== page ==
A new location has been found in his Borders home town for a statue of the man who founded The Economist.
The tribute to James Wilson - sculpted in 1865 - stood outside the magazines's head office in London until 2017.
It was gifted to Hawick when the publication moved to new premises and was located on Tower Knowe in the Scottish Borders town.
However, it subsequently got damaged and it has been agreed to move it to a spot outside Hawick's Heritage Hub.
Two fingertips on the statue's right hand went missing but it was never established if it was accidental or vandalism.
Hawick's common good fund sub-committee has been looking at potential sites for the statue, with the Heritage Hub emerging as the frontrunner.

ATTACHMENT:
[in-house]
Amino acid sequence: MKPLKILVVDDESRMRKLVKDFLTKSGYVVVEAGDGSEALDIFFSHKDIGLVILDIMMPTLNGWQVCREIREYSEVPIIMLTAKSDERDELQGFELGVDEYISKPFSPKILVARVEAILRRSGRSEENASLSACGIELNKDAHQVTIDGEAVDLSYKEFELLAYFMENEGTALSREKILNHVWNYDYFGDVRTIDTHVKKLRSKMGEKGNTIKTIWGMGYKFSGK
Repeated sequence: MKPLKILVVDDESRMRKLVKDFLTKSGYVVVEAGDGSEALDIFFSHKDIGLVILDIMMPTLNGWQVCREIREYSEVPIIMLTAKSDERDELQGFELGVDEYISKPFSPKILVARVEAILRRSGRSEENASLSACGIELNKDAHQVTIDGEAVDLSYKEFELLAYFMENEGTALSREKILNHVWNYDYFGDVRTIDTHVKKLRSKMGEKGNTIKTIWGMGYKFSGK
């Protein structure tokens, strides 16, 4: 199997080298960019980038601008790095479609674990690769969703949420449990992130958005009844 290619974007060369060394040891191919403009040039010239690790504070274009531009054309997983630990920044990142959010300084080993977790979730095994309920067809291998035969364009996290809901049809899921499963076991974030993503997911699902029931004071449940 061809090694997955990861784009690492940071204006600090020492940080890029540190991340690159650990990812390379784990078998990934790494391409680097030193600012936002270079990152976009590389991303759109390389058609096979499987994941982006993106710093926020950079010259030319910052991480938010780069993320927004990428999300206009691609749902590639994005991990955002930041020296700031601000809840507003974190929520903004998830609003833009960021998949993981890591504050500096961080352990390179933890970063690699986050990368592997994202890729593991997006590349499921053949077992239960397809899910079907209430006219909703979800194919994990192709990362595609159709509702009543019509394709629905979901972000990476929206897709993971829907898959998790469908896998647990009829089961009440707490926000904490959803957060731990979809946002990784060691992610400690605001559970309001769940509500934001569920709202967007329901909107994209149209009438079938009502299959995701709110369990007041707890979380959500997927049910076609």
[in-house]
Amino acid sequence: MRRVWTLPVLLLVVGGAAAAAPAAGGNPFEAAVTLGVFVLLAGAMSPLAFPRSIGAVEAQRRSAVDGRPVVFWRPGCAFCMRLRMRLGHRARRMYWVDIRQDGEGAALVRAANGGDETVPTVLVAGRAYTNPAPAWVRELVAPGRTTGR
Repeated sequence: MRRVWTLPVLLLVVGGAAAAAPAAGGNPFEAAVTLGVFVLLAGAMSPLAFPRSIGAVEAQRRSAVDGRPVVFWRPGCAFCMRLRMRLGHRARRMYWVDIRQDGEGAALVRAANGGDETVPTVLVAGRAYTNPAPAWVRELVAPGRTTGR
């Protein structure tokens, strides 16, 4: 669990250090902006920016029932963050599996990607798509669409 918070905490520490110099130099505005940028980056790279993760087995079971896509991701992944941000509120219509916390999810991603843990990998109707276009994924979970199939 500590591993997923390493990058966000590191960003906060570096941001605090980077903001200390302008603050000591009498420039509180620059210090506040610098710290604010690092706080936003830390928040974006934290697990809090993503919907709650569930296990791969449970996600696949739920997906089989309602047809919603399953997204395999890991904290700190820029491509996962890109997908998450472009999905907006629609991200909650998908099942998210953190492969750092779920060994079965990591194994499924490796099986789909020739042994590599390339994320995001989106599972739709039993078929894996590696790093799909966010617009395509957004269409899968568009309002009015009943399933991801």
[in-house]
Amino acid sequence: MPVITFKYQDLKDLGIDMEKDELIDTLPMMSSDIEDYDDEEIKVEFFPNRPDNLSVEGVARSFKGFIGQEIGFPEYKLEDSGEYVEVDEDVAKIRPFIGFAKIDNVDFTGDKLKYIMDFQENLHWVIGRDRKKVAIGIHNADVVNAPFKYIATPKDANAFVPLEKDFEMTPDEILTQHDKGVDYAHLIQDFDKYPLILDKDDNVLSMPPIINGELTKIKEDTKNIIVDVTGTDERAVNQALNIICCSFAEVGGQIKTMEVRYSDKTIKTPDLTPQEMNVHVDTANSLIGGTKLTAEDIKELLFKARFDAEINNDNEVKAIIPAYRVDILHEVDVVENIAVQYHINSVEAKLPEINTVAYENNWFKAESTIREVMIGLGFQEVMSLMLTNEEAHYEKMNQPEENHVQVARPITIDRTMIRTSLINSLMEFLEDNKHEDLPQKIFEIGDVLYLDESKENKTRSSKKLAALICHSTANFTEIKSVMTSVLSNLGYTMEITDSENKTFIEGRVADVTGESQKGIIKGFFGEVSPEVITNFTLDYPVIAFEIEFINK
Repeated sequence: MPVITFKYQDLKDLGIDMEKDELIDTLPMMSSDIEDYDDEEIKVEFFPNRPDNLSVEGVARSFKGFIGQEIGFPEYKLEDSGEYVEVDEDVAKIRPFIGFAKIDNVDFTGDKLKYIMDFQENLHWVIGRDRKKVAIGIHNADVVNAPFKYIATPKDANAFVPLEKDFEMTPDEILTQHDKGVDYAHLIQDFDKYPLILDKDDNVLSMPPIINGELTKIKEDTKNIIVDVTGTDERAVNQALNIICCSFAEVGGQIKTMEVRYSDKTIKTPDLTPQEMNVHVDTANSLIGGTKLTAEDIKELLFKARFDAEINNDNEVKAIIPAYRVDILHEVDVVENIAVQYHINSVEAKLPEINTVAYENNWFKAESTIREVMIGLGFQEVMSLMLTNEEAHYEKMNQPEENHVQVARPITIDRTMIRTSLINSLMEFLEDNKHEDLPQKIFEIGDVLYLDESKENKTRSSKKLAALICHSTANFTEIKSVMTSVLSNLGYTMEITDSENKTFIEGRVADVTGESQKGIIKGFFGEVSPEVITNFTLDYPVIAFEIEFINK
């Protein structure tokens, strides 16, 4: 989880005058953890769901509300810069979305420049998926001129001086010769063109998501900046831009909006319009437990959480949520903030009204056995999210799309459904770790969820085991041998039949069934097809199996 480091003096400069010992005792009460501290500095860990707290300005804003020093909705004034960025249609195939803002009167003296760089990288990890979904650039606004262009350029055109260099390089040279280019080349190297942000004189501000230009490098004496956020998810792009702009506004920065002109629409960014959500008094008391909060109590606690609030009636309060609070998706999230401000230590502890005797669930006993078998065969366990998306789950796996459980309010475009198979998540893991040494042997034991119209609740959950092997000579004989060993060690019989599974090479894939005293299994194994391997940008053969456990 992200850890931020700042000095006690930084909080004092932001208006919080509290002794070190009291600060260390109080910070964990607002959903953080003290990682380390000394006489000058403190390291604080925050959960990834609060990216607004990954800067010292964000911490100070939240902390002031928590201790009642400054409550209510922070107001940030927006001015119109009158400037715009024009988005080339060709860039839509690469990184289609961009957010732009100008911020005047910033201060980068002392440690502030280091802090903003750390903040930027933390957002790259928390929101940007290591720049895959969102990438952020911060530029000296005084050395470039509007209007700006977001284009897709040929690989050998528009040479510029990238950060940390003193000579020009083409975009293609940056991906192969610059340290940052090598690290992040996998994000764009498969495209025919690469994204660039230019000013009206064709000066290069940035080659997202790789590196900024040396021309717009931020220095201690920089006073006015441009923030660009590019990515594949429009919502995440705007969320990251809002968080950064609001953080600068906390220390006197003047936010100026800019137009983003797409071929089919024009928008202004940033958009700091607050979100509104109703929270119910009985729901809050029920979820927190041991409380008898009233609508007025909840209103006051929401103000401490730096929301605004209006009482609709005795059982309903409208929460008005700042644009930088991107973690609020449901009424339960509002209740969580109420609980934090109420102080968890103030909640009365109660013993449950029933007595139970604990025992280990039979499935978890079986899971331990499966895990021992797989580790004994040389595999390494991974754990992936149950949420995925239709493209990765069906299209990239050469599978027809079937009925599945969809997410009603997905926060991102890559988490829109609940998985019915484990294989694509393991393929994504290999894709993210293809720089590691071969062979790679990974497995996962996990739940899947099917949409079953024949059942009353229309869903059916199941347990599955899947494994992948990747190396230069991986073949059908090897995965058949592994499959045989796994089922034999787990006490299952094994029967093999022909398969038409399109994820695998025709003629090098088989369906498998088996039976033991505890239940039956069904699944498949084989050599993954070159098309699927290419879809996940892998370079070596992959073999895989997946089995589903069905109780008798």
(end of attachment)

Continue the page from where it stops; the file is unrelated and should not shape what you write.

However, a spot inside was ruled out due to the floor not being strong enough to take its weight.
Instead, it was suggested that it could be put outside the building, partly under a canopy.
Hawick and Hermitage councillor George Turnbull said: "I'd be quite happy with the location, as it would still be looking in the direction of where he was born along the High Street, but it would be great if we could get a complete glass box for him."
Watson McAteer, who represents the same ward, added: "We'd be shifting it somewhere where there's a bit of protection from the elements and it's in a heritage area so I'd be quite happy with this."
Councillors voted unanimously to agree to relocate the statue, and also instructed officers to look into the cost of constructing a glass box to shield the statue from harm.